Inching closer to speedo accuracy
LOTS of people get in touch with Carsguide to complain about the accuracy of their car’s speedometer.
When you drive an old HiLux ute, as I do, you often wonder just how far from the mark the speedometer needle could be pointing.
Now I don’t have to wonder, or worry, after a $130 dive into the world of the web.
I’ve found a wireless digital speedometer that links to GPS to give me a continuous and accurate read on my speed.
The Mitsugawa speedo and I struck up a friendship when driving a new Mazda MX-5 in Scotland, where local rules mean the km/h calibrations on the speedometer had to be supplemented by an oldschool miles per hour reading.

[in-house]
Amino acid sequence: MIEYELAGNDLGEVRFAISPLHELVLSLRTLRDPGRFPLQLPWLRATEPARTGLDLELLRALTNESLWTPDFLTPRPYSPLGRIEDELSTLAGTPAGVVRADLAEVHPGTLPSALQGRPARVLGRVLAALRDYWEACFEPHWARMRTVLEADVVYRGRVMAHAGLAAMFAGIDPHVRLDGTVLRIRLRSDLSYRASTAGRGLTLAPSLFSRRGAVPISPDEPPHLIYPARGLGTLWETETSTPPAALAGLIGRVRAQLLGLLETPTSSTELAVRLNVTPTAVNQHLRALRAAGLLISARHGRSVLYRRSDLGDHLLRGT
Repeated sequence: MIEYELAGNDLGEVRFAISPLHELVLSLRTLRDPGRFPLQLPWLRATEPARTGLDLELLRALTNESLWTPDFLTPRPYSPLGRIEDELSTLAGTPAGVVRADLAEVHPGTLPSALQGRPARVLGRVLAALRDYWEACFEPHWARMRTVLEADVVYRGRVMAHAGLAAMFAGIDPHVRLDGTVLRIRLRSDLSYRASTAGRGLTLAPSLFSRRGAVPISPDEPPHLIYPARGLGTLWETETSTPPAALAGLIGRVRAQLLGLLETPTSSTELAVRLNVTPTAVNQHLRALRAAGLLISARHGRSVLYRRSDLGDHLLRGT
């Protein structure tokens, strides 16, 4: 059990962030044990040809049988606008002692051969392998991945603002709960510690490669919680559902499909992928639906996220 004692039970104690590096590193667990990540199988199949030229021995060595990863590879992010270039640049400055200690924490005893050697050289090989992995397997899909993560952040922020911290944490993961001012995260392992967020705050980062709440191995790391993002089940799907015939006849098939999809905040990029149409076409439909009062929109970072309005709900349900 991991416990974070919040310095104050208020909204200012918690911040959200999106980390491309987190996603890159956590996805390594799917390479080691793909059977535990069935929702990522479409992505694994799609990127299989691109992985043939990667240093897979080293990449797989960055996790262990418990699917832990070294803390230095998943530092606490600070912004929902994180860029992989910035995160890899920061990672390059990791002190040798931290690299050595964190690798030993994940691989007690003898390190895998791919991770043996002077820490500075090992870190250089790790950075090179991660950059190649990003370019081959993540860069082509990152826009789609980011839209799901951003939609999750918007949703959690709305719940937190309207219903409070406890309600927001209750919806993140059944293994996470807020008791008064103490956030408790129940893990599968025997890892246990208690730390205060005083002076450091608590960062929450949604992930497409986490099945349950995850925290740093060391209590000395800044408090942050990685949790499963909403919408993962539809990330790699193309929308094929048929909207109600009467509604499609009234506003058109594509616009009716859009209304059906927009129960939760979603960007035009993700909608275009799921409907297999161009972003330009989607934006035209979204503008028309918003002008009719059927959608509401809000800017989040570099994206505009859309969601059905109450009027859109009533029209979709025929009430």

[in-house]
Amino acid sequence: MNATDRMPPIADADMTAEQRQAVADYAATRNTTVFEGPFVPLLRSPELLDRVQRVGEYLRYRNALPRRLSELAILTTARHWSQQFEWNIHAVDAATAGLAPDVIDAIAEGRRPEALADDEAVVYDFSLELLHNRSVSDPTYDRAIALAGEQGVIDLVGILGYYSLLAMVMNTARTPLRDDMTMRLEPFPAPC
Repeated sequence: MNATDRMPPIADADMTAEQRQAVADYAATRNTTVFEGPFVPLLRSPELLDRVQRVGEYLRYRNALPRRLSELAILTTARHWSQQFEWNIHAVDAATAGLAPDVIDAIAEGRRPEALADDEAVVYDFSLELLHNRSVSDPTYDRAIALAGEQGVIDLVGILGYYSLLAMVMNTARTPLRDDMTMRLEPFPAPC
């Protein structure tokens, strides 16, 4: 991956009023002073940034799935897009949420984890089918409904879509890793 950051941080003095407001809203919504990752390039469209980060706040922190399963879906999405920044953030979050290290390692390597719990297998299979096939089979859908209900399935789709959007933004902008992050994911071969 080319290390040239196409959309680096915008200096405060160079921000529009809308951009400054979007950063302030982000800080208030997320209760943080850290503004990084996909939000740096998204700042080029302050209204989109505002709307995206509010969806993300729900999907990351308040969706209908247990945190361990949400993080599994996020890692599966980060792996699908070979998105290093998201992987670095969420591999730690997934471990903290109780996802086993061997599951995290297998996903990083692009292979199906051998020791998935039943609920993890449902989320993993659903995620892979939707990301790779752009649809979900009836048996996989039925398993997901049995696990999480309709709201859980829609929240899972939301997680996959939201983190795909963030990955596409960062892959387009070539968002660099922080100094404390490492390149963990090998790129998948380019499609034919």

In a country where metric millimetres are still overruled by historic inches, I found the compact Mitsugawa clear, accurate and easy to position. It can be charged from a 12V socket and has a powerful suction pad to fix it to the inside of the windscreen.
Back at home, an identical device allows me to check the accuracy of every test car’s speedo. It provides an instant head-up display, with greater clarity than lots of cars with tightly packed readings in a compact dial.
My stick-on speedo runs for 20-odd hours between USB plug-ins, is well lit for night driving and is a lot cheaper than a full-scale satnav that provides similar accuracy but with a much smaller speed readout.
How fast are you going now? GPS speedometer